Gone: Max Anderson
New Faces: Rhett Stokes (Jr.)
Back: Cayden Brumbaugh (rSo.), Bryce Hughes (rJr.)
After an injury the week before the season started last year, Nebraska’s biggest offseason addition on offense was lost for the year. Cayden Brumbaugh was one of the top middle infield prospects in high school in the entire country. After leaving Oklahoma State, Coach Bolt saw him as the next Jaxon Hallmark in centerfield, but new additions in the outfield, plus the two big losses in the infield led them to bring him back to second base.
I can’t imagine what last years offense would have looked like with Brumbaugh in front of Anderson and Matthews. He brings so much speed and a great ability to get on base. Expect him and new centerfielder Riley Silva to be the best 1-2 combo on the base-paths for the Huskers in years.
Bryce Hughes is back as a backup at the position after redshirting last season, and joined by Rhett Stokes. Stokes comes as a JUCO All star. He led all of junior colleges with 101 runs scored last year, after leading the country in triples his freshman year with 11. Add to that being a .400 hitter for his career and you can expect to see him get some looks somewhere early on.
Gone: Brice Matthews, Efry Cervantes
New Faces: None
Back: Dylan Carey (So.)
This is the easiest position to project on the team. The man poised to take on the role of offensive leader is Dylan Carey. He had a great fall season at the plate to back up his impressive start to his college career.
Carey was groomed last year to be the SS of the future for the program, and has the demeanor and skill set to excel. Will he be able to make the spectacular plays we’ve become accustomed to watching Schwellenbach or Matthews, or even Altivilla? Maybe not. But he’s going to be closer to Schwellenbach in his instincts to get to grounders you wouldn’t think he could off the bat, while also being more stable on routine plays than his immediate predecessor.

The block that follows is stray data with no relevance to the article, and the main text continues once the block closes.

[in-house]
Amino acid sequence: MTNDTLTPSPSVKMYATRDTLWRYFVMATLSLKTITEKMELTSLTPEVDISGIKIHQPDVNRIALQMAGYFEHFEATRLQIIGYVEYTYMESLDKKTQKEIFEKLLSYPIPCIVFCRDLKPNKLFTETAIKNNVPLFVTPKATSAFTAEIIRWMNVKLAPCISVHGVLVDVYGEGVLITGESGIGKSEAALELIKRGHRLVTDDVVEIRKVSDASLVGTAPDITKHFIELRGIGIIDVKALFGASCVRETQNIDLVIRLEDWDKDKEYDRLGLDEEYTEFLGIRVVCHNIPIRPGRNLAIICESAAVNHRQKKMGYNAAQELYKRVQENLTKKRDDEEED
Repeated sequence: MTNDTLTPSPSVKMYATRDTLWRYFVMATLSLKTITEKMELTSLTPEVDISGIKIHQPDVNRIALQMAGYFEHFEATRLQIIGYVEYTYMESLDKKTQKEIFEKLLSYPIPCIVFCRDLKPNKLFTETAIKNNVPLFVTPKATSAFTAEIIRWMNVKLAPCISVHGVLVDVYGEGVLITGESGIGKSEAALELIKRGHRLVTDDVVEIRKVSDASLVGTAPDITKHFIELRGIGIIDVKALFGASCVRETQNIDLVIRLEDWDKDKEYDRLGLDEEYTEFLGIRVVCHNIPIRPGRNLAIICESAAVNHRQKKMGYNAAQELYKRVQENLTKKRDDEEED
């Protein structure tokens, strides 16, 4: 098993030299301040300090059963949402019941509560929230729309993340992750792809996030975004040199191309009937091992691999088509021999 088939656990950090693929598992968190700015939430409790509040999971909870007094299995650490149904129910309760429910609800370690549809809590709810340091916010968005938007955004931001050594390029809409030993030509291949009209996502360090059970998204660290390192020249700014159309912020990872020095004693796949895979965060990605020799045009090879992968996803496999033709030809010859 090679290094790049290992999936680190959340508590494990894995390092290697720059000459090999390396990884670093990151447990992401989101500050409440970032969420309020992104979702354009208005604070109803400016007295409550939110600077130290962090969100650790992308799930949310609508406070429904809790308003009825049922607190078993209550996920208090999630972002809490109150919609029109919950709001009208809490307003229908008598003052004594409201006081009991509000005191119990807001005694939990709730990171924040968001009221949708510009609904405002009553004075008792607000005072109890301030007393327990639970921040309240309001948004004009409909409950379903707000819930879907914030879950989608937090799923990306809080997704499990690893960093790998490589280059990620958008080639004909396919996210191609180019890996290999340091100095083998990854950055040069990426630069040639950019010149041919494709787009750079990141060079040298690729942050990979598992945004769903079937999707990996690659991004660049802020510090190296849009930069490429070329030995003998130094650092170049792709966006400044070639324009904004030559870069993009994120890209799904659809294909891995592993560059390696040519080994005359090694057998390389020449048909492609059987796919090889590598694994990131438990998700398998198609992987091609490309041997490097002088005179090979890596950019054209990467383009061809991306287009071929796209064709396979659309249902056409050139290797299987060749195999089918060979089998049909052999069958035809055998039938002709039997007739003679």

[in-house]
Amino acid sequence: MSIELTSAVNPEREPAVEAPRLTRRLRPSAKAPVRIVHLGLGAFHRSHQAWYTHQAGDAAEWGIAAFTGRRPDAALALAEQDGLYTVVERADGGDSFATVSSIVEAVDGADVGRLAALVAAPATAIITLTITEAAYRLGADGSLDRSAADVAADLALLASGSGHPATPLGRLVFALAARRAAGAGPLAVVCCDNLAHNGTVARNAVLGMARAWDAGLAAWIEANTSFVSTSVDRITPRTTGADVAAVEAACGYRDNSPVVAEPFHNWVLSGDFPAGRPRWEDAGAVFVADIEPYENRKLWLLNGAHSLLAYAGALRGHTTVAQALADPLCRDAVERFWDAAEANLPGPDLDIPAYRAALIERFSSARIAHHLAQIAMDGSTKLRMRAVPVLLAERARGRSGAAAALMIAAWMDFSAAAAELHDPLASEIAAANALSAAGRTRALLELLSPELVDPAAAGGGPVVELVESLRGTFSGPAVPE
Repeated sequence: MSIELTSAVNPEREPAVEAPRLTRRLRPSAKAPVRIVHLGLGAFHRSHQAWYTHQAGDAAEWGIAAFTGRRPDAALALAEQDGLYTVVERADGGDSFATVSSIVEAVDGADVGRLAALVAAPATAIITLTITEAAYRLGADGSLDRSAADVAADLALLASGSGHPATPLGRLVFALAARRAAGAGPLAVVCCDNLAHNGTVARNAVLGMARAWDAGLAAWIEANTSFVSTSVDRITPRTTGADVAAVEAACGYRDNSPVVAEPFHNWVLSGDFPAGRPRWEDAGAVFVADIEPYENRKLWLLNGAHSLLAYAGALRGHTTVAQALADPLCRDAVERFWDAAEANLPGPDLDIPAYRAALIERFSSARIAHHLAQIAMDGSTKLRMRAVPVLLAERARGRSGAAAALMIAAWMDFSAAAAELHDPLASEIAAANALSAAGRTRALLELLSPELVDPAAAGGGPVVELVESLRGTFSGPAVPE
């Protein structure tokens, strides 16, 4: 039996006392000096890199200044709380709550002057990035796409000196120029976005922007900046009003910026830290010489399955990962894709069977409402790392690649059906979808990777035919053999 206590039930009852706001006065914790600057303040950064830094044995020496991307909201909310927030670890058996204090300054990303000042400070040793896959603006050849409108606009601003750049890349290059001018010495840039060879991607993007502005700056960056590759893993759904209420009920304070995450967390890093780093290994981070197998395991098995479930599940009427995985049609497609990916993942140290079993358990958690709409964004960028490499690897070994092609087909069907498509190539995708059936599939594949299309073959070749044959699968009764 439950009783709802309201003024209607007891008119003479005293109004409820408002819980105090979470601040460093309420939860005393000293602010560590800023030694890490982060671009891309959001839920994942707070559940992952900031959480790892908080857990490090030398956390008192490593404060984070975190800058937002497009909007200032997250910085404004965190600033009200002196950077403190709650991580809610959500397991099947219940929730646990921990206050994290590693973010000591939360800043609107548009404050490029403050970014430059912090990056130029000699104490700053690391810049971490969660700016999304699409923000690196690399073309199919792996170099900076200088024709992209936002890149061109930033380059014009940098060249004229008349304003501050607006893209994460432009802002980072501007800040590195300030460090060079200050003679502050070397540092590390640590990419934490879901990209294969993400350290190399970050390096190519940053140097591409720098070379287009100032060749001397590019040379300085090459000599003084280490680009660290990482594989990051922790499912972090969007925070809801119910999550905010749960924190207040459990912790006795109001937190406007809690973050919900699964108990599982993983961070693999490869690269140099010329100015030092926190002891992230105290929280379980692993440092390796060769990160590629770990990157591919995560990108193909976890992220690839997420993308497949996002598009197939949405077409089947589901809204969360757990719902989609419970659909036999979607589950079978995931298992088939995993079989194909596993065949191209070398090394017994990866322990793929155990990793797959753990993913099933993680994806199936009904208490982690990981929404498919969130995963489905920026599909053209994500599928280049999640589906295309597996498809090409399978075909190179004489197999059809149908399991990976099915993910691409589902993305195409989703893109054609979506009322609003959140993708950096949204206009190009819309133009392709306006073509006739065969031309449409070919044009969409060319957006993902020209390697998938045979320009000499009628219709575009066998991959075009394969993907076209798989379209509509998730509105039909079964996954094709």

Nebraska has a few guys that could come in and play SS if needed. In fall ball, the next man up was Dylan Hufft, but more on him in a minute. Bryce Hughes could also play in a pinch, but really don’t expect to see anyone besides Carey here barring injury or a huge blowout.
New Faces: Dylan Hufft (rSo.), Aaron Manias (Jr.)
As Dylan Carey slides over to his natural short stop, he leaves perhaps the biggest unknown at third base. In fall ball, former JUCO SS Dylan Hufft got the first opportunity and played the position well. He brings a steady glove, a good bat (.904 OPS), and 25 stolen bases. Hufft almost chose Nebraska after high school, and again after choosing to transfer from Kansas State following his freshman year, but realized playing time behind Brice Matthews and Max Anderson would be difficult to come by.
.@dylanhufft is a winner and brings a do-it-all mentality to the infield. Fresh off a NJCAA D1 World Series, Hufft led his team and conference with nine triples last season at Johnson County CC. He also paced the Cavaliers with 24 multi-hit games and had seven games of 2+ SB. pic.twitter.com/lUyDOGsW4p— Nebraska Baseball (@HuskerBaseball) January 18, 2024
Joining the speedster in what could be a platoon situation to start the season is Aaron Manias. Manias joins the Huskers in what seems to be a pipeline as of late from Canada. He bats left-handed, opposite of Hufft, and provides a little more pop, finishing fifth in all of the JUCO ranks with 25 doubles, and 15th with 77 RBIs, while also adding 14 home runs last season. The two newcomers could provide a lot of situational flexibility for the coaching staff at the position.
As we’ve seen in the past, Bolt likes to tinker with positions and lineups. He seems to prefer to go after the best players and figure out a position later. So while this is where players have been placed during the fall games or preseason, expect to see them move not only all over the infield, but back to the outfield as well.
Speaking of the outfield, check back tomorrow as we take a peak at the outlook of the 2024 outfield.